My parents’ house had been on the market for a long time – any time I started to think about it too long, I imagined it like a fish at those markets in Chinatown, where they are laid out on newspaper and at the end of the day, their scales are imprinted with the ink from the page, and the shopkeepers hose them out into the sewers.
My parents’ house reminded me of a rotting piece of fish, but it made sense for me to go and stay there.
My parents had moved out about three years before, into my Dad’s parents’ old house in Florida. I had helped them pack everything away, making the tough decisions on cocktail sets they hadn’t used since the last of their friends had moved out of the neighborhood, the Philco television set my Dad swore still worked, the Alpine hiking gear my grandparent’s gave them to help realize my Mom’s dream of hiking in the Alps. I hired a junk removal company to take everything away. I asked the driver what he thought of the stuff, and he just took a look at the mishmash of possessions and said, “I’ve seen weirder.”
Being back in the neighborhood was strange, in an awful and disconcerting sort of way. My entire street had changed since I had gone off to college. And my two best friends, who lived in the house across the street and the house two down and on the left, respectively, had died.
They had gotten married five years before, but no one had been invited and I only recently forgave them for leaving me out – we were the type of trio that you read young adult books about, or make bad romantic comedies about. Paulina and Paul and me; we held hands when we walked places. People speculated whether or not we were kissing one another behind the third grade bungalow, which was where we hung out during elementary school and played Crazy Eights (until third grade, and then we moved on to Poker and secret cigarettes). For a brief period, when we all went to community college together, we shared a bed and I thought I was in love with Paulina, and then Paul, and then I was in love with neither of them and they weren’t in love with me, and I fell in love with Caroline and that’s when we grew apart.
But like a rubber band, after we stretched, we snapped back together. For a while we were a foursome with Caroline, and then a foursome with Nadia, and then, slowly, they were a twosome and I was just a me-some and we only came together once or twice a year. It was very sudden, when I think about it now, sprawled on the floor of my room, wishing I hadn’t made my parents give away the rug I used to keep here. Paulina had made it for me, from carpet swatch samples. They started to cook for one another, and I couldn’t cook. I tried to pick up baking, but the charred muffins and blackened pie discs were not something to bring to them. I started to make myself unavailable, and then I didn’t have to try very hard. And then they got married, and then got themselves killed, and now here I am.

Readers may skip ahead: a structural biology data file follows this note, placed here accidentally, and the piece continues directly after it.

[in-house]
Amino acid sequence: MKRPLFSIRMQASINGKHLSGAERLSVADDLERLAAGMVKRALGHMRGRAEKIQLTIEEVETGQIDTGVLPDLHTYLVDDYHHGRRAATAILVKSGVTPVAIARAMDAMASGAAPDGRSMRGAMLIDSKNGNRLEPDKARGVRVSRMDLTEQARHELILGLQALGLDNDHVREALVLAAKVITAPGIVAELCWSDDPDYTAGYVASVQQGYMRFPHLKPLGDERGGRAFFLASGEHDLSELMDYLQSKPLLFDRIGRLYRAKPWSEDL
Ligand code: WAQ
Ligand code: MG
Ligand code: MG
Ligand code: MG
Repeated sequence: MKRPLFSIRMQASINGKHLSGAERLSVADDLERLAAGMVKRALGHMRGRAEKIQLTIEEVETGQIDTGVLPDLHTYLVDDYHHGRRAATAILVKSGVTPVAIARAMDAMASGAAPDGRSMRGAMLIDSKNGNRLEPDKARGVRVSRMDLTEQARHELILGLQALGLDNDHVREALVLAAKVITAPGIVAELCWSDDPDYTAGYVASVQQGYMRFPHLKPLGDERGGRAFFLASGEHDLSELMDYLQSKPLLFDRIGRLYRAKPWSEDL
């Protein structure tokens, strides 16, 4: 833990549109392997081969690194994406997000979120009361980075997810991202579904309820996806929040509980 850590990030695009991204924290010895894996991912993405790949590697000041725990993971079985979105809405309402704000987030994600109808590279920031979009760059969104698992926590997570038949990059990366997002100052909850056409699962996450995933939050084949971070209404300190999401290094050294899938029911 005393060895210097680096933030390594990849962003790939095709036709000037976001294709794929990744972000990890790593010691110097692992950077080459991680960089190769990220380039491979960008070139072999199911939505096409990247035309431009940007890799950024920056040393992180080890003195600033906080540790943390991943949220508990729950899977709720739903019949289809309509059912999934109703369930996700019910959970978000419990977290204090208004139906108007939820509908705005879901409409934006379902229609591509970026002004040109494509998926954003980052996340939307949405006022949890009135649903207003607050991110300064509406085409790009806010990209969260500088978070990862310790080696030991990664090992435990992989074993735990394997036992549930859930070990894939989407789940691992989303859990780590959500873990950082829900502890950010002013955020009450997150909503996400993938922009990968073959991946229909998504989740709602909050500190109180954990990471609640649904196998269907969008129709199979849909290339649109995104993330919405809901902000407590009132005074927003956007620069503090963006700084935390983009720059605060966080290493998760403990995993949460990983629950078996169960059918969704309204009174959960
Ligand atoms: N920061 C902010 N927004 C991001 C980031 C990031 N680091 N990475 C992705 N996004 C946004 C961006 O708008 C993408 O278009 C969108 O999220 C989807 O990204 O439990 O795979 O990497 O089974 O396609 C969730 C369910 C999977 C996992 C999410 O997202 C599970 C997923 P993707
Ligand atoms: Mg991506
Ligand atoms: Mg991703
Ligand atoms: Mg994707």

I started to pack after their funeral, put my clothes back in my duffel and my suit back in its suit bag, knowing full well that it was no longer just a suit, it was a funeral suit. I couldn’t bury my two best friends wearing a suit and then wear that same suit to pick up girls or ace an interview. I’d probably find pebbles from the cemetary in the lining of my coat and flub my answer on why I’d be a good addition to the company, or the bedroom.
When I sat down on my bed to contemplate how to spend the six hours from now until my flight back home, I saw movement in the backyard and felt my stomach clench and my feet get tingly, like I was on top of a building and thought about jumping off the ledge. The hairs on my neck stuck up and I walked out into the yard carrying my half full coffee mug, ready to splash intruders.
Two deer stared at me from their spot on the grass. Neither of them chewed anything, neither gave me that look associated with headlights. Instead, they both just stared as I sipped my lukewarm coffee and then sat down to cry. I wondered what the deer were doing there, and I wondered if they had anything to do with how clipped my parents’ lawn had stayed after years and years of neglect.
The bigger of the two deer licked my face while I cried, which I thought was incredibly odd behavior. He smelled like a mix of grass and an attic that you’ve just opened up to air out and I suddenly wondered if he was thinking about eating me, which was stupid. And then the other deer flopped down on its side sort of like a dog and then curled its legs underneath her, like a deer, and I pretended with every fiber of my being that this was Paul and Paulina.
“Hello, you gentle creatures,” I said, still not daring to lay a hand on them. I tried to stay as still as I could. “I’m glad you had each other in the end, but I wish I had gone out with you two.” The one I called Paul licked my middle finger reassuringly. Paulina stayed in her weird, very essence-of-deer sitting position. “Should I stay here for a while, you two?” They cocked their heads in response.
I didn’t know what to do, and I didn’t care. Even if they were only deer, I had my friends back. I went back inside and poured coffee into mugs for everyone.